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Written by: Brittany H. Cone, Esq., Jordan Johnson, Esq., and Baylee A. Culverhouse, Esq. On March 1, 2022, President Joe Biden delivered his first State of the Union address—announcing plans "to set higher standards for nursing homes" and to “crack down on the ‘Wall Street firms’" allegedly taking over nursing homes.[1] As part of its reasoning for the crackdown, the Biden-Harris Administration asserts that the COVID-19 pandemic "highlighted the

In a McKnight’s Long-Term Care News article, Atlanta-based Partner Jacquelyn Smith Clarke offers advice on how to maintain documentation amidst rapidly changing guidance from federal and state regulators. Whether to prepare for a surveyor, draft an appeal or defend a potential lawsuit, Clarke said a well-maintained library of resources is important and can help guard against future challenges. “If an infection-related complaint or issue arises and you have contemporaneous

Written by: Jeffrey T. Wolber, Esq. On February 1, 2022, Judge Samuel K. Conrad of the Superior Court of Adams County, Indiana, granted summary judgment on behalf of a hospital and EMS entity. (Anonymous Hospital v. Peterson, No. 01D01-2107-CT-000014 (Adams Superior Court Feb. 1, 2022)). The petitioners/defendants asserted immunity under Ind. Code §§ 34-30-13.5-1 and 34-30-13.5-2. (They did not assert immunity under the federal PREP Act.) The case involved a

In an article in Healthcare Risk Management, Drew Graham, a Partner and leader of Hall Booth Smith’s Aging Services Practice, explains how a decision from the 3rd Circuit U.S. Court of Appeals holding that nursing homes were not protected by the 2005 Public Readiness and Emergency Preparedness (PREP) Act in the way they thought, may result in long-term care facilities being subject to far more COVID-19 claims than

In a New York Law Journal article evaluating the application of the Public Readiness and Emergency Preparedness Act (PREP) to claims of healthcare provider liability related to medical countermeasures against the COVID-19 pandemic, Drew Graham and Teresa Tomlinson, Partners at Hall Booth Smith, explain why the PREP Act may finally get the review it is due following the remanding by district courts of more than 100 cases claiming

Written by: Jeffery T. Wolber, Esq. Judge Bartlett of Orange County Supreme Court granted a partial motion to dismiss under §3211(a)(7) (failure to state a claim) based on the civil immunity provided by New York’s Emergency or Disaster Treatment Protection Act (EDTPA). Although this is a trial court decision, its analysis will be helpful for any healthcare defendant seeking to assert the EDTPA as a defense to a negligence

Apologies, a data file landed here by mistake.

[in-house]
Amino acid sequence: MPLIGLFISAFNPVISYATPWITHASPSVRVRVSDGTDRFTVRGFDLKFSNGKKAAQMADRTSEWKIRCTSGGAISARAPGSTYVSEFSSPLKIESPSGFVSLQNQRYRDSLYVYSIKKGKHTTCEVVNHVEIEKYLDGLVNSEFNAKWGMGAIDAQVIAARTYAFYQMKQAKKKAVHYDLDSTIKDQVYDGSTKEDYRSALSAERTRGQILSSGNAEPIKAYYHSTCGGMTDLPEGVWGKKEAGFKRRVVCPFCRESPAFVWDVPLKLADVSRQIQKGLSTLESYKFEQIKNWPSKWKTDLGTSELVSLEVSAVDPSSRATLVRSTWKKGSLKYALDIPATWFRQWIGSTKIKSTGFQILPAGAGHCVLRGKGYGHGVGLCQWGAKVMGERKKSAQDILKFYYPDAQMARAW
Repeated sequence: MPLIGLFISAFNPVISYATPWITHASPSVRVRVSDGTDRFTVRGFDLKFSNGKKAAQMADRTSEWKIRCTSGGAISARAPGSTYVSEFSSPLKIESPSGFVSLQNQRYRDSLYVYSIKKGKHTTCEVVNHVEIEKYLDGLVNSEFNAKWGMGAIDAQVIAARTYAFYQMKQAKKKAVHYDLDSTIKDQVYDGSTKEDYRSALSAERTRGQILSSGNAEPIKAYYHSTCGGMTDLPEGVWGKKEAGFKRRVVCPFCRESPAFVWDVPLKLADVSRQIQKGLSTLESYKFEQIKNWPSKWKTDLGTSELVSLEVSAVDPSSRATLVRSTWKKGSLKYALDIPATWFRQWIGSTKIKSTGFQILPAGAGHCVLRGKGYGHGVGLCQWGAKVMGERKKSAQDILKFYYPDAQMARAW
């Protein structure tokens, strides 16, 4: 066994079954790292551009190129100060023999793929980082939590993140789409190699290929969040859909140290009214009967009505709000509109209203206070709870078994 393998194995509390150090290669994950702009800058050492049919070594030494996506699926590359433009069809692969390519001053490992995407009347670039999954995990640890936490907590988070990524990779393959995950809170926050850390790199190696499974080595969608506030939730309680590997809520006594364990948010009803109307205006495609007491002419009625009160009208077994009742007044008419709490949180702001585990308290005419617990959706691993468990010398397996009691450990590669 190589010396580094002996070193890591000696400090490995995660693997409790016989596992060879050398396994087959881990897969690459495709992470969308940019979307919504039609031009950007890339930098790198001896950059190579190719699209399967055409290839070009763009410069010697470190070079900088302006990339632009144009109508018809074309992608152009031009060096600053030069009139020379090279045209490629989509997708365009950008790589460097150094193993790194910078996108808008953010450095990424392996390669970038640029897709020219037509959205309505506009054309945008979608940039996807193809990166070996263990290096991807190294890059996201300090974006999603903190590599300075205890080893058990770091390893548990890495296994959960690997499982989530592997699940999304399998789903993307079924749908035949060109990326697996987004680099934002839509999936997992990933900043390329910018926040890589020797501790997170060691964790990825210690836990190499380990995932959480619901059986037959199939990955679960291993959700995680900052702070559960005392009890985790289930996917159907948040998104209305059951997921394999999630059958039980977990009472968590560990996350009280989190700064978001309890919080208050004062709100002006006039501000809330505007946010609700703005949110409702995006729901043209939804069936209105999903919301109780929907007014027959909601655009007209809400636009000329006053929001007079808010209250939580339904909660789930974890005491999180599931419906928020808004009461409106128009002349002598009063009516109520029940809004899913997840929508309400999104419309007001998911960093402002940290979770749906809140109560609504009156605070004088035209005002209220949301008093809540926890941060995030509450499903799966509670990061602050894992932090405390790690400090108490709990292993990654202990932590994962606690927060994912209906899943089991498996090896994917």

Written by: Jacqueline Voronov, Esq. And the legal challenges to President Biden's vaccine mandate keep on coming… Missouri, Iowa and a coalition of eight (8) other states have filed a lawsuit against President Joe Biden and key administration officials over the CMS requirement that health care workers must be vaccinated against COVID-19 as a condition of doing business with Medicare or Medicaid. The nearly 60-page complaint, which can be found

Founding Partner John E. Hall Jr. was interviewed on the Inside Medical Malpractice podcast on November 13, 2021, in which he discussed how inflated malpractice verdicts could result in healthcare crisis and offers his solution for change. He also provides tips to healthcare providers to mitigate risk in post-COVID-19 litigation and he addresses how practicing law has changed with the onset of the pandemic. Listen to the episode

In a Modern Healthcare article, New Jersey-based Partner and Co-Chair of Hall Booth Smith’s Labor and Employment Practice Jeffrey M. Daitz explains the factors impacting employment negotiations between hospital systems and their workers. These tensions, which have been made worse by the uncertainties introduced by the COVID-19 pandemic, produce financial hardships for both sides. Daitz explained in an interview the impact of prolonged strikes to providers and unionized

In a Law360 article published on November 12, Columbus-Based Partner Teresa Tomlinson commented on whether the Public Readiness and Emergency Preparedness (PREP) Act should apply in wrongful death lawsuits against nursing homes following the 3rd U.S. Circuit Court of Appeals’ decision to allow two cases against nursing home facilities to proceed in state courts. Tomlinson argues that the PREP Act did apply in such cases: “Amid the pandemic, the